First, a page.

Editorial: Well-earned honor for Pinellas Sheriff Gualtieri

Being named national sheriff of the year by his peers reflects his big contributions on the national, state and local level.
Pinellas Sheriff Bob Gualtieri discuss the controversial shooting of Markeis McGlockton and Florida's stand your ground self-defense law during a July 2018 press conference at the Pinellas County Sheriff's Office Administration Building in Largo. [DIRK SHADD   |   Times]
Pinellas Sheriff Bob Gualtieri discuss the controversial shooting of Markeis McGlockton and Florida's stand your ground self-defense law during a July 2018 press conference at the Pinellas County Sheriff's Office Administration Building in Largo. [DIRK SHADD | Times]
Published April 19
Updated April 20

Congratulations to Pinellas Sheriff Bob Gualtieri for being named sheriff of the year by the National Sheriffs’ Association. It is well-deserved recognition for a sheriff who is making a positive difference in the county, the state and the nation.

While overheated rhetoric over immigration dominates the political debate in Washington and Tallahassee, Gualtieri worked calmly and quietly to create a workable agreement between federal immigration officials and local sheriffs over a fair process for holding undocumented immigrants under federal authority until immigration officials can pick them up from the county jail.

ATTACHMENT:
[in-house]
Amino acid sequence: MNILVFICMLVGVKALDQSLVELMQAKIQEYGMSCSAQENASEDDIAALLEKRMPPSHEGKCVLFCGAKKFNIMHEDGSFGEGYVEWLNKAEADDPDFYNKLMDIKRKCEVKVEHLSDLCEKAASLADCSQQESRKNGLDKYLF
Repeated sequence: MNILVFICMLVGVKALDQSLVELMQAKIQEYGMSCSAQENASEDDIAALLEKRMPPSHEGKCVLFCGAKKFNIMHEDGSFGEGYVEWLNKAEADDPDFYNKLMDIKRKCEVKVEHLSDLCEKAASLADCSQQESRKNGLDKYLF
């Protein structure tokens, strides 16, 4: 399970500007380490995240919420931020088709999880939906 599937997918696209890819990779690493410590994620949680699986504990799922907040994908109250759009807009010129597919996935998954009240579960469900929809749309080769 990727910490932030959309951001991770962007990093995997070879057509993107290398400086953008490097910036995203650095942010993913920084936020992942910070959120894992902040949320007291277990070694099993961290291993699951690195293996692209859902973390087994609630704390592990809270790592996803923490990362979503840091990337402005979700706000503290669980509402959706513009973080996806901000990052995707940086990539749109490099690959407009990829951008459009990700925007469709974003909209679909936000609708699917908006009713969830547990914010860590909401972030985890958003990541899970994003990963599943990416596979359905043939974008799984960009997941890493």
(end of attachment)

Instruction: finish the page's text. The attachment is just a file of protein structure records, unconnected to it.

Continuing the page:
The Pinellas sheriff also was the ideal choice to chair the state commission investigating last year’s massacre at Marjory Stoneman Douglas High School in Parkland. The commission has methodically documented systemic failures by both law enforcement and the school district, and it has recommended changes in security and public policy that will benefit schools across the state.

In Pinellas, Gualtieri has extended his reach beyond traditional law enforcement. He was a driving force behind Safe Harbor, the emergency homeless shelter. He also has been a leader in promoting diversion programs and advocating for better mental health services. Another indication of the respect Gualtieri has within Pinellas: The sheriff’s office now provides law enforcement services to 13 of the 24 cities or towns in the county. And the tension between larger police departments such as St. Petersburg’s and the sheriff’s office that created issues in earlier eras has disappeared.

Gualtieri sets an example for other leaders by being readily accessible to the media and to the public, and by holding himself and his department accountable when something goes wrong. When there is bad news, he delivers it himself. His national recognition is good news, and it reflects well on the Pinellas Sheriff’s Office and on the judgment of the voters who have consistently re-elected him.

 

Advertisement